Janice Normil cast a wide net when researching her options for graduate education. Her best choice was close at hand.
She enrolled in the Master of Science in Higher Education Administration program at Barry University where she was working in the marketing department. Her desire to play a bigger part in the university's leadership was her main motivation to earn the master's. She completed the program in August 2019. The degree is also available online.
Being meticulous in her search for South Florida schools paid off for Normil, with Barry University emerging as her top choice for an education degree.
"Barry allowed me the time to continue my education while working full time," said Normil, currently an administrative assistant in the university's College of Arts and Sciences. "I am a full-time staff member at Barry, so it was very feasible for me to go to work and school at the same time."
Working for the university gave Normil an added perk beyond familiarity with the school and its faculty.
"The tuition assistance opportunities for graduate students were a great incentive," she said.
Normil's enrollment at Barry University was painless because she had already proved herself worthy with her undergraduate coursework.
"The application process was very easy and simple," she said. "They are one of the few schools that don't require the GRE if you had a 3.0 or better on your undergraduate transcript."
Finding the Right Program
After Normil graduated from the University of Florida with a telecommunications degree, she took a break from studies when her mother passed away from breast cancer.
Normil has more than five years of experience in higher education. She has worked in the Student Life department at Broward College, the University of Florida's Student Conduct & Conflict department, and the Brand Marketing & Communication department at Barry. She was still considering her focus area for graduate school when the answer became evident.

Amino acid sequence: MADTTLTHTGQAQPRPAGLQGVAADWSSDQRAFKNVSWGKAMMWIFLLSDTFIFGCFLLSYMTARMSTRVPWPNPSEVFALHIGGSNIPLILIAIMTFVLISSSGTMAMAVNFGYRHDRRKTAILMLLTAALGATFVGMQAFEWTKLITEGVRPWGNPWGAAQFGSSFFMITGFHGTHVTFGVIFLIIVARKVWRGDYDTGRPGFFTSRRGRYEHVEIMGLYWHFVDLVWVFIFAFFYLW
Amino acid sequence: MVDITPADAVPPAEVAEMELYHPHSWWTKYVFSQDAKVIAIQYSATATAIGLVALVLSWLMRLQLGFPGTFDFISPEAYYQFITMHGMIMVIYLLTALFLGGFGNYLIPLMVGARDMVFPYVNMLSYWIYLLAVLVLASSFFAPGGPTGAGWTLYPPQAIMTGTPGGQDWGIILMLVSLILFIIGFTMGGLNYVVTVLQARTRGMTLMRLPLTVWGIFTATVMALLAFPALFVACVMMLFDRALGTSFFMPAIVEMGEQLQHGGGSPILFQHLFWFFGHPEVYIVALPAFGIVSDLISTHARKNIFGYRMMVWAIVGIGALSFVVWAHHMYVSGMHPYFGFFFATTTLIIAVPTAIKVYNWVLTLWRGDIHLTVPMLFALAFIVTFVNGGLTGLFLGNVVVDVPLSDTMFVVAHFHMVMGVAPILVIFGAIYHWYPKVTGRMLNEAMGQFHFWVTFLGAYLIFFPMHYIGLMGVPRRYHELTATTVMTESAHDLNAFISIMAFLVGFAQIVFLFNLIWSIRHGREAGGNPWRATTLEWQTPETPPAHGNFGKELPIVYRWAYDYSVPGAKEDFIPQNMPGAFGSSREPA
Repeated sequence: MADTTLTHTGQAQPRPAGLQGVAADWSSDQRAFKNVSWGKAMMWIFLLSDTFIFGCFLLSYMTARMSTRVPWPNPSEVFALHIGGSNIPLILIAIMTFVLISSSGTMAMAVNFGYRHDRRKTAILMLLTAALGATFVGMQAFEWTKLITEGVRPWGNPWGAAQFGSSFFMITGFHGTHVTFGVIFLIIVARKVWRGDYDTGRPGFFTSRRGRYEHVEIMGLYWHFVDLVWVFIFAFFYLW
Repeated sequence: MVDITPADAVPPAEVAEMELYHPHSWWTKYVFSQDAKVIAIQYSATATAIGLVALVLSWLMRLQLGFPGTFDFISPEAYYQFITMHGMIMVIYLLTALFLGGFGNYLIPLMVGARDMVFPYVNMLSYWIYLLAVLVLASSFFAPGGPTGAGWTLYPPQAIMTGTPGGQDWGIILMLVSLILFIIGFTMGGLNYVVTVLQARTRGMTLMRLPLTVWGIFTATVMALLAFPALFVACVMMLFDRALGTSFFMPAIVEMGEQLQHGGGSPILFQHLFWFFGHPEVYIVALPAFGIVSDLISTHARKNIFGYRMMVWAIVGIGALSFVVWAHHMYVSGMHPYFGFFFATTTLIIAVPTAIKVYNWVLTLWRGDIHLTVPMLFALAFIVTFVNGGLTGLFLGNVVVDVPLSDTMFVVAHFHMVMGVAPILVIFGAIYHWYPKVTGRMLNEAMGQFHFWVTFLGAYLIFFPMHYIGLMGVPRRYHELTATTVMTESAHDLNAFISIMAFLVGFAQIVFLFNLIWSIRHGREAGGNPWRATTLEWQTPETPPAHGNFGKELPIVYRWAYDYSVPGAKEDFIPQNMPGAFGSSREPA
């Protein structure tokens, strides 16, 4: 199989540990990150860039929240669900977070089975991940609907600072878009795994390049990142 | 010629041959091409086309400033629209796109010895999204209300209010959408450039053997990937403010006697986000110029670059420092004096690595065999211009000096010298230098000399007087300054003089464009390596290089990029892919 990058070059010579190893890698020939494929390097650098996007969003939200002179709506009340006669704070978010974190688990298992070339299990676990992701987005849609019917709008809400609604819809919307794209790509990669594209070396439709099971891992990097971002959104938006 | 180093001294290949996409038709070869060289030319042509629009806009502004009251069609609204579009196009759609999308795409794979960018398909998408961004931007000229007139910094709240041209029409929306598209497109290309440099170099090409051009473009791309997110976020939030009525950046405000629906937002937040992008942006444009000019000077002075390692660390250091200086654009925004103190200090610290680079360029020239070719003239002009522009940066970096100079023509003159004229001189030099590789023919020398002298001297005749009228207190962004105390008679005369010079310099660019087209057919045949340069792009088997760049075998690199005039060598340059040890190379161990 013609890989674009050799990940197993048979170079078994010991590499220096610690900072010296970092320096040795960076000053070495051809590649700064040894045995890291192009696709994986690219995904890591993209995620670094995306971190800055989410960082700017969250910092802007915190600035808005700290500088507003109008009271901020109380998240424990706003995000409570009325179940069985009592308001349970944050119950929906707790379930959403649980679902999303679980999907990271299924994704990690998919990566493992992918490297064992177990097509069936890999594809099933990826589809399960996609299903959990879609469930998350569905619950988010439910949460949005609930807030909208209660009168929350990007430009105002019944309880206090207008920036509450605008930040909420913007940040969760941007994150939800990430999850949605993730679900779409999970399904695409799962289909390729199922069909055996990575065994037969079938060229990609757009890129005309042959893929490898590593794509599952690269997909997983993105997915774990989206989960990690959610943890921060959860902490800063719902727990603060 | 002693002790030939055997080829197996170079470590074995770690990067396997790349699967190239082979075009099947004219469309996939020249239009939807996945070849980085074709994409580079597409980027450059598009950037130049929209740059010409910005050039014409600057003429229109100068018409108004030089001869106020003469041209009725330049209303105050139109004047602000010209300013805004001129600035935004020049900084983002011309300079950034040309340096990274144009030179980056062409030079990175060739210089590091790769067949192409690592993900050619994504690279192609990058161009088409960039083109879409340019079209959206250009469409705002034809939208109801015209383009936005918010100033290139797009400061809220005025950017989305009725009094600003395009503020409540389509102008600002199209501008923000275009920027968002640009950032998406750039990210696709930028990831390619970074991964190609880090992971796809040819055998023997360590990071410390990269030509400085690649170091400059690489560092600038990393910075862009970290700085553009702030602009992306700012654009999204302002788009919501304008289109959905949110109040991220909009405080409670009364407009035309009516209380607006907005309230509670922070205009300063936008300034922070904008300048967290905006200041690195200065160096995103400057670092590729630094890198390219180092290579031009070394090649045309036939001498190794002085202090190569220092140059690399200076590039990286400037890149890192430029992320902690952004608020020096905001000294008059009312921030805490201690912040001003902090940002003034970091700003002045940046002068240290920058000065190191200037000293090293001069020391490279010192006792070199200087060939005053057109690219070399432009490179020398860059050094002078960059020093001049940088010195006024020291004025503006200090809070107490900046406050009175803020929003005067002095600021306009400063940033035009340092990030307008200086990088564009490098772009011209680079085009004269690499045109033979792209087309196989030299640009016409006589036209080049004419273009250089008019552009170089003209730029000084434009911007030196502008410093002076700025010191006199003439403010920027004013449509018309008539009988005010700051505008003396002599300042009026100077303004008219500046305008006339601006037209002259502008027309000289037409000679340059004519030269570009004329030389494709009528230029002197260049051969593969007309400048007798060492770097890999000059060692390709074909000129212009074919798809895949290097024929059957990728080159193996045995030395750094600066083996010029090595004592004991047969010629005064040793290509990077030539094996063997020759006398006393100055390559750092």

"I realized that I had been working in higher education this whole time, and I had a vested interest in helping students achieve success in their own professional lives and continuing their pursuit of knowledge," she said. "I had never heard of a degree that was associated with anything in higher education, but after doing my research, I spoke to the Director of Graduate Admissions, Vicky Totten, and saw the benefits of going to Barry."
With Totten's help, Normil identified a program that would help pave the way to her desired career.
"The curriculum truly intrigued me," she said of Barry University's MS in Higher Education Administration program. "It aligned with my goal of becoming a Title IX Coordinator within a Student Conduct and Conflict Resolution department at a public, four-year institution."
Through Barry University's Higher Education Administration master's program, Normil had the opportunity to see the hard data behind her area of interest. She feels equipped to solve problems in the field with the tools she gained through the curriculum and the guidance she received from faculty.
"Methodology of Research [EDR 601] helped me understand my specialization," she said. "I knew I had interest in Title IX and curriculum planning for continuing consent procedures and healthy relationship communications practices amongst college students.
"I wanted to take a qualitative approach in learning about students' basis knowledge of consent. I wanted to create tools to prepare incoming students with active communication skills and mindfulness of their societal responsibilities in all their relationships and sexual relations within and outside of the university environment."
Understanding the problem and arriving at a solution is half the battle, but the Barry curriculum also requires students like Normil to apply their theoretical findings to real life.
"I'm interested in creating programs to encourage holistic psychology integration in the college culture setting to develop students' civil and professional skills," she said. "In Practicum in Higher Education [HED 648], I developed a consent culture workshop to help incoming students understand what consent is, how to practice their agency, and how to be respectful of the agency of others."
Developing the workshop was the highlight of Normil's time in the program and gave her confidence in her future as a higher education administrator.
"If you're looking for hands-on training and a curriculum that is very thorough and thought-provoking, come to Barry University," she said. "It is a great opportunity to develop your specialization and discuss it with your advisor. They really take the time to hear you out and [help you] see opportunities beyond the classroom."
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